On Sunday morning, participants will visit the Robert T. Brown Teaching Sanctuary from
9 a.m. -10:30 a.m. (leaving at 8:15 a.m. from the Super 8 Motel, 1220 E. Lakeside Dr.,
Houghton). In 2002, the Michigan Nature Association purchased this 18-acre fen near Painesdale on the Lake Perrault Road in honor of
the late Robert Thorson Brown, a beloved Michigan Technological University professor of Biological Sciences who took his classes there to learn about wetland ecology.* This site offers a rich variety of plant and animal species. Bob Brown used this fen for decades for his biology
labs; and now Janice Glime, Casey Huckins, Peg Gale and others carry on the tradition. Funds are still needed to complete the purchase of this property.
The Michigan Nature Association (MNA), established in 1952, is a non-profit conservation organization dedicated to protecting examples of Michigan's unique natural habitats and rare or endangered species. In addition, MNA conducts education programs and scientific study. The Michigan Nature Association's
presence in the Keweenaw Peninsula began in the 1970s with the purchase of the Estivant Pines Nature Sanctuary. Since then, MNA has acquired over 18
nature sanctuaries in the Keweenaw, open to the public, resulting in the protection of more than 1,500 acres of land.
Statewide, through the help of its members, the MNA now has 162 nature sanctuaries totaling more than
8,200 acres. In April 2005, Governor Granholm honored the Michigan Nature Association and the organization's 89-year-old founder, Bertha Daubendiek, for establishing Michigan's first land preservation organization in 1952 to carry on a program of conservation education and habitat preservation. MNA's nature sanctuaries are open to the public for hiking,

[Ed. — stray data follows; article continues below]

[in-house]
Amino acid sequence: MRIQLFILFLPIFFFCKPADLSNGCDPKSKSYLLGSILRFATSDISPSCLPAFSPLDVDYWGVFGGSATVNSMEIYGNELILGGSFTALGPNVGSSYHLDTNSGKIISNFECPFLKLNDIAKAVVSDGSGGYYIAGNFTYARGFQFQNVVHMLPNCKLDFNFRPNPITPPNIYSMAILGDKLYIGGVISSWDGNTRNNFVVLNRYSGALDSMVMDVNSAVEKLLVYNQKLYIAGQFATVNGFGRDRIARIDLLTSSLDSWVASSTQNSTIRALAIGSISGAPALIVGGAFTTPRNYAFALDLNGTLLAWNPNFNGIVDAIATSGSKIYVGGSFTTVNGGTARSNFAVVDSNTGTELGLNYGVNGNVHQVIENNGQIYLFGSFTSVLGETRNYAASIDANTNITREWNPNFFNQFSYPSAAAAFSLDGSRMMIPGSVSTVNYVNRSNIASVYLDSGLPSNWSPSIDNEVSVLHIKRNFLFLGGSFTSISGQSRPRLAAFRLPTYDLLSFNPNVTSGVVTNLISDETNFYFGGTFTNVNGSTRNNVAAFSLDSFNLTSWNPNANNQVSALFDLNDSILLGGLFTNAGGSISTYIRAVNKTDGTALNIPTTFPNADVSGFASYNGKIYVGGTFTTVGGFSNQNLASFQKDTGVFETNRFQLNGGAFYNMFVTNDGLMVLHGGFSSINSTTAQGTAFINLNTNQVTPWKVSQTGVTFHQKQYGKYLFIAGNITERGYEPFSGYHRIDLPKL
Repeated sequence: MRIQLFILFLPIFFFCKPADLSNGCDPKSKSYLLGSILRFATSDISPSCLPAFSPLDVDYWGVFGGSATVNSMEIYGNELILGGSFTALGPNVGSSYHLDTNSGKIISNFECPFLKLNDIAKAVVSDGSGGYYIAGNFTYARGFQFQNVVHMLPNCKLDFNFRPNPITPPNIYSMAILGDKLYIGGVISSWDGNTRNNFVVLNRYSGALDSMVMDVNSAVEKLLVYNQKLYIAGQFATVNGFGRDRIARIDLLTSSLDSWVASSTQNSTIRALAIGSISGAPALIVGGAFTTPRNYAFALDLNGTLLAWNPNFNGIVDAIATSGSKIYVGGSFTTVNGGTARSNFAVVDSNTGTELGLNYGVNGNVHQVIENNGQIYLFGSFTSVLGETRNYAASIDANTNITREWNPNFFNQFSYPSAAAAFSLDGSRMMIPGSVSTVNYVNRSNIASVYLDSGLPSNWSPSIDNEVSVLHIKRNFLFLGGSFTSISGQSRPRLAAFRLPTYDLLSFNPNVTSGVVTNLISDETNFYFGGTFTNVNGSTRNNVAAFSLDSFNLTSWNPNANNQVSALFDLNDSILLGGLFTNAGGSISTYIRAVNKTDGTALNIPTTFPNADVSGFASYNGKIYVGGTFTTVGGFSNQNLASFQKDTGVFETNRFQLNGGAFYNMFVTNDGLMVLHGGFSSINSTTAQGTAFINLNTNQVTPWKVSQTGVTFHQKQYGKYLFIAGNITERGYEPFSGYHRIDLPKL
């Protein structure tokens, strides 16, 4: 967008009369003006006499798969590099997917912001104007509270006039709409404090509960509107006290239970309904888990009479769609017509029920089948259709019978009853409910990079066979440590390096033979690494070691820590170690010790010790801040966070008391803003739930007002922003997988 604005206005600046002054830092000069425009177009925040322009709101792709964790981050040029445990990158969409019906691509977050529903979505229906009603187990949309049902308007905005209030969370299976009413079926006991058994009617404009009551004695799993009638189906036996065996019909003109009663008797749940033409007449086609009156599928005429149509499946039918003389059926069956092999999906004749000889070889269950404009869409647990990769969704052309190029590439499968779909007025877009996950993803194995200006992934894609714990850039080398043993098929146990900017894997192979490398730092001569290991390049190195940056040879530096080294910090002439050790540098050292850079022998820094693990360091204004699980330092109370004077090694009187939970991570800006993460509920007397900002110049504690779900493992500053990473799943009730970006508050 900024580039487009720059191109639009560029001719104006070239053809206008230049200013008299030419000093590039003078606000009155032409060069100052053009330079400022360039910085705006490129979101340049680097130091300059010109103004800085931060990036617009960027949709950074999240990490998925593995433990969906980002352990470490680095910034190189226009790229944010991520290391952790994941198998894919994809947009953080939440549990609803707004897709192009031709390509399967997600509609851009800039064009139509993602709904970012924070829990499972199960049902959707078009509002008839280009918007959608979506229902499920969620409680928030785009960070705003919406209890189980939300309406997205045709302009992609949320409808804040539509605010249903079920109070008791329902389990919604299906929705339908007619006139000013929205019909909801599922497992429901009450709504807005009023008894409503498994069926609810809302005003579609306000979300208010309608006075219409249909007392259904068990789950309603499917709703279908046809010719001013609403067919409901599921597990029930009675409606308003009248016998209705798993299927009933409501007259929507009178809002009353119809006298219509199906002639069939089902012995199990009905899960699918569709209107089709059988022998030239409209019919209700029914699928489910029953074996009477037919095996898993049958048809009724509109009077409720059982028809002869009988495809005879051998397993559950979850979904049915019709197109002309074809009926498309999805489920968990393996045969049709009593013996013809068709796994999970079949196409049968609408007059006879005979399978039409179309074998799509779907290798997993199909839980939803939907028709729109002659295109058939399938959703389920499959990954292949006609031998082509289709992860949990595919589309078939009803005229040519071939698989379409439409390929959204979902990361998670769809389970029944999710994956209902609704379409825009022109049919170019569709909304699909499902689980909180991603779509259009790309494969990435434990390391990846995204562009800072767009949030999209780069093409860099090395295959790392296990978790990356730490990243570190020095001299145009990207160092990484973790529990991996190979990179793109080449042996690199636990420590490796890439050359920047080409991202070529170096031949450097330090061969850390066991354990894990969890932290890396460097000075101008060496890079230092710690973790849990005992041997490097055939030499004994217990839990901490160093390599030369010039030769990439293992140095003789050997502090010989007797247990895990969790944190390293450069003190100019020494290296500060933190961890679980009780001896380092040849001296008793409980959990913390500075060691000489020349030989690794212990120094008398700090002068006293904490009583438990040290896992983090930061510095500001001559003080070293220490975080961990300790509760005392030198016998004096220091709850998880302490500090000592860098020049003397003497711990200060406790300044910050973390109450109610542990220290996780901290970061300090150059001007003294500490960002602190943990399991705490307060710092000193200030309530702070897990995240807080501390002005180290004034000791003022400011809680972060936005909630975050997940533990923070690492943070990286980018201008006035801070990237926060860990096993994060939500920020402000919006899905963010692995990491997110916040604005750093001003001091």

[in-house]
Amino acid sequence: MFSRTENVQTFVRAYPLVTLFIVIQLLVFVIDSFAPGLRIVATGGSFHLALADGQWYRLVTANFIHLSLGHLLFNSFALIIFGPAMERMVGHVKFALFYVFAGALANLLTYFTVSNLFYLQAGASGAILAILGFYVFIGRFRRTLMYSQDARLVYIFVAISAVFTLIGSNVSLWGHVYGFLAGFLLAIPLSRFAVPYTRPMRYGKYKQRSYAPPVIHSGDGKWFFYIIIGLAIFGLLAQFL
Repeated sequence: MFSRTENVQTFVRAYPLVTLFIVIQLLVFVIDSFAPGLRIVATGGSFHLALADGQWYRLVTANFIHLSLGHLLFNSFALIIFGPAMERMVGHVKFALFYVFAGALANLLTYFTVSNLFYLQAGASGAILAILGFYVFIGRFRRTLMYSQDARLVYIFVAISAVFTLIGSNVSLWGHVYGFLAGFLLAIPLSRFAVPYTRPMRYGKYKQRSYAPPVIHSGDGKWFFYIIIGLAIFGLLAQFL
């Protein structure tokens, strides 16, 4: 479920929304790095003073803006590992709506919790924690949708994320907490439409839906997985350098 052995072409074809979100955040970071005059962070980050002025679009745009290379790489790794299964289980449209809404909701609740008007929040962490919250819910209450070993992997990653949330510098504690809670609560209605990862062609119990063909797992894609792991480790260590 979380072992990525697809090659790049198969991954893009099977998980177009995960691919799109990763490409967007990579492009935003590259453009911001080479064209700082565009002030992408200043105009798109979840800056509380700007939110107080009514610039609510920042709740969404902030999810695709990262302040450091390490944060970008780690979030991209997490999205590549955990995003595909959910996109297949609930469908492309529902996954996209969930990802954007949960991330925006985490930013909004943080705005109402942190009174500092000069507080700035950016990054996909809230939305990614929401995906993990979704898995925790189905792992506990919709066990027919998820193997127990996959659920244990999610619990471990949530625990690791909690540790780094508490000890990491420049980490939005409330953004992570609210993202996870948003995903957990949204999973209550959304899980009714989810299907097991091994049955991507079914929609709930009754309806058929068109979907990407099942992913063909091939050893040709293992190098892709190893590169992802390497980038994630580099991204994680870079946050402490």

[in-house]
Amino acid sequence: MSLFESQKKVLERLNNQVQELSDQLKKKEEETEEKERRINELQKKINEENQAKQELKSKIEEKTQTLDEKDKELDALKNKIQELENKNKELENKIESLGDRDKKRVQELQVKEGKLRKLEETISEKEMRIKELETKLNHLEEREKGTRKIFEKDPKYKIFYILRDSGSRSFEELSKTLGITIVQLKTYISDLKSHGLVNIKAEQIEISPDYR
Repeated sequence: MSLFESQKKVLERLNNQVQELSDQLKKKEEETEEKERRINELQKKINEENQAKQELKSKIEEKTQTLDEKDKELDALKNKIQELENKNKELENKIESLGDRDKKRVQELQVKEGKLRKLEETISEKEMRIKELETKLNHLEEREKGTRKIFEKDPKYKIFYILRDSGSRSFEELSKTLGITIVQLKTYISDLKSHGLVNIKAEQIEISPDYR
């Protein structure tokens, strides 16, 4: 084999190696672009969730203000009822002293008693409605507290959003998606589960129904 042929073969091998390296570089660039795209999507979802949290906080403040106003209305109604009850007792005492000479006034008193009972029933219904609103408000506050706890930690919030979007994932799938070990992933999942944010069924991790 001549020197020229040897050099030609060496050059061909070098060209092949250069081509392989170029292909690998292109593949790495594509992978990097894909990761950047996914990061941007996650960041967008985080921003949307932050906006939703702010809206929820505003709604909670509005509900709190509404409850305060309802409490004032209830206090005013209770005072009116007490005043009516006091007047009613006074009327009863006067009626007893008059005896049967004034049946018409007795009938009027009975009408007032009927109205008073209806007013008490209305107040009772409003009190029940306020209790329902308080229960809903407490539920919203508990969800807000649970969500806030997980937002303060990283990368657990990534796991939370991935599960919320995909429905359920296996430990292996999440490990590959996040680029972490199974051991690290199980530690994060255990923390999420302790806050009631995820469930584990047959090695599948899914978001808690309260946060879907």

nature-viewing and educational purposes. To learn more, visit www.michigannature.org.
To register for the Fall Weekend in the Keweenaw, contact Jeremy Emmi at the MNA office at (517) 655-5655, or send an e-mail to
or contact Joan Chadde at 487-3341. There is a special student rate of $20 for the weekend. The regular cost for all Saturday and Sunday events is a $40 donation. Visit:
Saturday, Sept. 24:
8:15 a.m. - Guided Field Trips of Four Nature Sanctuaries in the Keweenaw leaving from Super 8 Motel, 1220 E. Lakeshore Dr., Tel: 906-482-2240. Choose ONE: (1) Estivant Pines and Redwyn's Dunes Nature Sanctuaries, or (2) Gratiot Lake and Brockway Mountain Nature Sanctuaries. Estimated return time to Houghton is 6
7:30-9:30 p.m. - Keweenaw Celebration and Silent Auction at Keweenaw Community Foundation's Office, 326
Shelden Ave., in Houghton. Tel: 482-9673.
Sunday, Sept. 25:
8:15 a.m. - Guided Field Trips of R.T. Brown Teaching Sanctuary leaving from the Super 8 Motel, 1220 E. Lakeside Dr., Houghton. Tel: 906-482-2240.
* Editor's notes:
See Keweenaw Loss: Jim Rooks of Copper Harbor, 1935 - 2005,
by Michele Anderson, and A Tribute to Dr. Robert T. Brown, 1923 - 2002,
by Dana Richter.